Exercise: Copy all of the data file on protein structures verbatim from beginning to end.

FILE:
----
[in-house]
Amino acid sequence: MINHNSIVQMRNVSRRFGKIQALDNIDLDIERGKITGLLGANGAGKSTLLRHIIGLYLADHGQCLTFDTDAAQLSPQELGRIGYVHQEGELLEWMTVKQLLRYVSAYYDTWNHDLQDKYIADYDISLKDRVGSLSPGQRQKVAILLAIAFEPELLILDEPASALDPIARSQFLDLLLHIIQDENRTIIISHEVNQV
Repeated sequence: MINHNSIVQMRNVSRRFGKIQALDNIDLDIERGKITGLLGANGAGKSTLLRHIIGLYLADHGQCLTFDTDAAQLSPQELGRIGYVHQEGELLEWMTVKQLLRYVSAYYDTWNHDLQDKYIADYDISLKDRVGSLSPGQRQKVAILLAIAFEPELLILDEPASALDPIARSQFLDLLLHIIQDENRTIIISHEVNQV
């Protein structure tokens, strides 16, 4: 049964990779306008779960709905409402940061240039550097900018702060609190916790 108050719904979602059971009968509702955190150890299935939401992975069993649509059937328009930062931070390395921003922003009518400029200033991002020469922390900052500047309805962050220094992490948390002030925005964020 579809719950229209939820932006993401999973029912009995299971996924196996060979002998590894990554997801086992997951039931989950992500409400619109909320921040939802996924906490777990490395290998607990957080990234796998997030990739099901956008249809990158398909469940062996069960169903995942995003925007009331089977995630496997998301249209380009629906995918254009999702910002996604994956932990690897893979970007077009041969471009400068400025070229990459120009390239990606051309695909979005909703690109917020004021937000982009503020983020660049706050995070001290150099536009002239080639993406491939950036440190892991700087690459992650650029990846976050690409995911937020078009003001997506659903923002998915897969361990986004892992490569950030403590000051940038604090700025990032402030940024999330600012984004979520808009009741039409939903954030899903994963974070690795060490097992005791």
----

[in-house]
Amino acid sequence: MINHNSIVQMRNVSRRFGKIQALDNIDLDIERGKITGLLGANGAGKSTLLRHIIGLYLADHGQCLTFDTDAAQLSPQELGRIGYVHQEGELLEWMTVKQLLRYVSAYYDTWNHDLQDKYIADYDISLKDRVGSLSPGQRQKVAILLAIAFEPELLILDEPASALDPIARSQFLDLLLHIIQDENRTIIISHEVNQV
Repeated sequence: MINHNSIVQMRNVSRRFGKIQALDNIDLDIERGKITGLLGANGAGKSTLLRHIIGLYLADHGQCLTFDTDAAQLSPQELGRIGYVHQEGELLEWMTVKQLLRYVSAYYDTWNHDLQDKYIADYDISLKDRVGSLSPGQRQKVAILLAIAFEPELLILDEPASALDPIARSQFLDLLLHIIQDENRTIIISHEVNQV
């Protein structure tokens, strides 16, 4: 049964990779306008779960709905409402940061240039550097900018702060609190916790 108050719904979602059971009968509702955190150890299935939401992975069993649509059937328009930062931070390395921003922003009518400029200033991002020469922390900052500047309805962050220094992490948390002030925005964020 579809719950229209939820932006993401999973029912009995299971996924196996060979002998590894990554997801086992997951039931989950992500409400619109909320921040939802996924906490777990490395290998607990957080990234796998997030990739099901956008249809990158398909469940062996069960169903995942995003925007009331089977995630496997998301249209380009629906995918254009999702910002996604994956932990690897893979970007077009041969471009400068400025070229990459120009390239990606051309695909979005909703690109917020004021937000982009503020983020660049706050995070001290150099536009002239080639993406491939950036440190892991700087690459992650650029990846976050690409995911937020078009003001997506659903923002998915897969361990986004892992490569950030403590000051940038604090700025990032402030940024999330600012984004979520808009009741039409939903954030899903994963974070690795060490097992005791």